Academic journal article English Journal

Who's Normal Here? an Atypical's Perspective on Mental Health and Educational Inclusion

Academic journal article English Journal

Who's Normal Here? an Atypical's Perspective on Mental Health and Educational Inclusion

Article excerpt

The key deficit found in children and adolescents with Asperger's Syndrome (AS) is their lack of social skills. They do not know or use the basic social skills that come more naturally to other people (Krasney et al., 2003). They often do not have a full appreciation of the social "rules" of interaction. . . . AS is a psychological disorder that falls under the umbrella of autism spectrum disorders. . . . The deficits that these children show are thought of as falling on a broad continuum. (Painter 13)

This description of Asperger's syndrome is characteristic of the ways in which people with atypical neurological makeups are described in both psychiatric and mainstream publications and conversations. It is based on the view that there is a psychological norm, and that those who deviate from it are in "deficit" to "normal" people.

I would like to challenge this assumption, based on my own experiences as one who has raised a child who has been diagnosed with Asperger's syndrome, Tourette's syndrome, depression, obsessive-compulsive disorder, chronic anxiety, and oppositional-defiance disorder (see Smagorinsky, "Confessions," "Every Individual"). Through this process I have come to the realization that my own gene pool has likely produced a good part of this makeup in my daughter. As Tim Page notes, many adults come to a recognition of their own place along the mental health continuum when their children get diagnosed for what are known as mental illnesses. My pathway of realization has followed this route, and not always easily. I will talk about both my own experiences and those of my friends and loved ones as a way to think about what it means to be considered mentally ill in a world where some notion of normalcy prevails. In this world, those with power-in this case, the psychiatric community and those who act on their judgments of abnormality-often stigmatize those from outside the normal range by treating them as "disordered."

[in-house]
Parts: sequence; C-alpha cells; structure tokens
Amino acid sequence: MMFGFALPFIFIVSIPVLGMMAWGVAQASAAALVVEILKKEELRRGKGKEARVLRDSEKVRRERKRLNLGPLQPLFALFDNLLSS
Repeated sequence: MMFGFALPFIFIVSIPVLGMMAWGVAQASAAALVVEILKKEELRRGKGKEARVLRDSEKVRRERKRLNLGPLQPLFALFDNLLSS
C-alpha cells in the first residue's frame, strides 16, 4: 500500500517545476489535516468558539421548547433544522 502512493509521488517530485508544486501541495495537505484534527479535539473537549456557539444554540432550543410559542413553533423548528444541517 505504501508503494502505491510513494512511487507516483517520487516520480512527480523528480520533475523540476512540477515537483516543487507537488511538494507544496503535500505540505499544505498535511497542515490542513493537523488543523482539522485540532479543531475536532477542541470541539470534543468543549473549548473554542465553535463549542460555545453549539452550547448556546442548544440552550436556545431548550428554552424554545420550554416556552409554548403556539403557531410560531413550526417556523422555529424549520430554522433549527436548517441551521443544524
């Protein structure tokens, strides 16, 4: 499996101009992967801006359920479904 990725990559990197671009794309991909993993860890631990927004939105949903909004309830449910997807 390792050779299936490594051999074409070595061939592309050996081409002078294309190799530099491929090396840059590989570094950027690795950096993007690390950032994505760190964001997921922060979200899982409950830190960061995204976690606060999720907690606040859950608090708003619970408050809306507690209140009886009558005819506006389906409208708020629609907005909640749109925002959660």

Ultimately, I have come to view mental health as a critical area of multicultural education. Multicultural and diversity education tend to be concerned with differences across race, ethnicity, social class, gender, and other familiar categories because often such categories are used to justify discriminatory behavior. Given the fact that people from outside the diagnostic mental health norm are believed to be in deficit, to be disordered, to be lacking "natural" social skills-even by those such as Kim Kiker Painter who consider themselves part of the solution rather than part of the problem-it seems that mental health variation meets every criterion for consideration as a multicultural education category. Given the fact that young people sometimes act out violently for the treatment they endure for being different-from taking their own lives to lashing out at others (Mental Health America)-there appears to be nothing short of an imperative to integrate mental health considerations into any inclusive effort in education.

Taking the Romance Out of Mental Health Difference

While arguing for a broader notion of normalcy, I do not wish to suggest that I have an unrealistic or romantic view of those outside the normal range. In another essay (Smagorinsky, "Confessions"), I discuss at length the event that prompted my own recognition of my neuroatypical makeup. My crisis occurred during a talk I tried to give at the 1999 NCTE Annual Convention in Denver, at which I was forced to walk out after only a few minutes because I experienced a sudden, terrifying, and disabling panic attack. This experience, it turned out, was a function of chronic anxiety of the sort that is also evident in my long-time fear of flying and agitation within closed spaces generally (e.g., being inside a room with the door shut). I have always been anxious; I have gnawed and picked at my fingernails, for instance, throughout my life, often to the amazement of those around me who cannot imagine that there is anything leftto masticate. …

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